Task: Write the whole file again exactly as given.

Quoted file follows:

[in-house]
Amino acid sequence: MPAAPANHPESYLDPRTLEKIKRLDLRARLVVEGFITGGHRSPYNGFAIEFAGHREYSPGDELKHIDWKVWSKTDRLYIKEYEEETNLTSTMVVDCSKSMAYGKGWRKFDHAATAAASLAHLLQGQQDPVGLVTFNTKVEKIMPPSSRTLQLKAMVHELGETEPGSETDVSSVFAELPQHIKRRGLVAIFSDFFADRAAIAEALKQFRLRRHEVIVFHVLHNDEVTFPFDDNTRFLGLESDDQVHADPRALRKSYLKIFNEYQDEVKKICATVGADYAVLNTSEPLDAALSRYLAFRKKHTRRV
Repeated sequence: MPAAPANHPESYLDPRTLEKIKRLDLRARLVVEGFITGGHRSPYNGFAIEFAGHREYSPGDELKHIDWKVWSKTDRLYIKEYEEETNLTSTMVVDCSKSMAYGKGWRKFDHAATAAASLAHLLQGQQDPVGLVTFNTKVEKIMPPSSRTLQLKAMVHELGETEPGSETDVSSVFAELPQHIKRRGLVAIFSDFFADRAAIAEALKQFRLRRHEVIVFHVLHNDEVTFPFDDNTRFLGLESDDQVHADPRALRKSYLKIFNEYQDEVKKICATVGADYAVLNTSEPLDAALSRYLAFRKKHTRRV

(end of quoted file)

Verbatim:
[in-house]
Amino acid sequence: MPAAPANHPESYLDPRTLEKIKRLDLRARLVVEGFITGGHRSPYNGFAIEFAGHREYSPGDELKHIDWKVWSKTDRLYIKEYEEETNLTSTMVVDCSKSMAYGKGWRKFDHAATAAASLAHLLQGQQDPVGLVTFNTKVEKIMPPSSRTLQLKAMVHELGETEPGSETDVSSVFAELPQHIKRRGLVAIFSDFFADRAAIAEALKQFRLRRHEVIVFHVLHNDEVTFPFDDNTRFLGLESDDQVHADPRALRKSYLKIFNEYQDEVKKICATVGADYAVLNTSEPLDAALSRYLAFRKKHTRRV
Repeated sequence: MPAAPANHPESYLDPRTLEKIKRLDLRARLVVEGFITGGHRSPYNGFAIEFAGHREYSPGDELKHIDWKVWSKTDRLYIKEYEEETNLTSTMVVDCSKSMAYGKGWRKFDHAATAAASLAHLLQGQQDPVGLVTFNTKVEKIMPPSSRTLQLKAMVHELGETEPGSETDVSSVFAELPQHIKRRGLVAIFSDFFADRAAIAEALKQFRLRRHEVIVFHVLHNDEVTFPFDDNTRFLGLESDDQVHADPRALRKSYLKIFNEYQDEVKKICATVGADYAVLNTSEPLDAALSRYLAFRKKHTRRV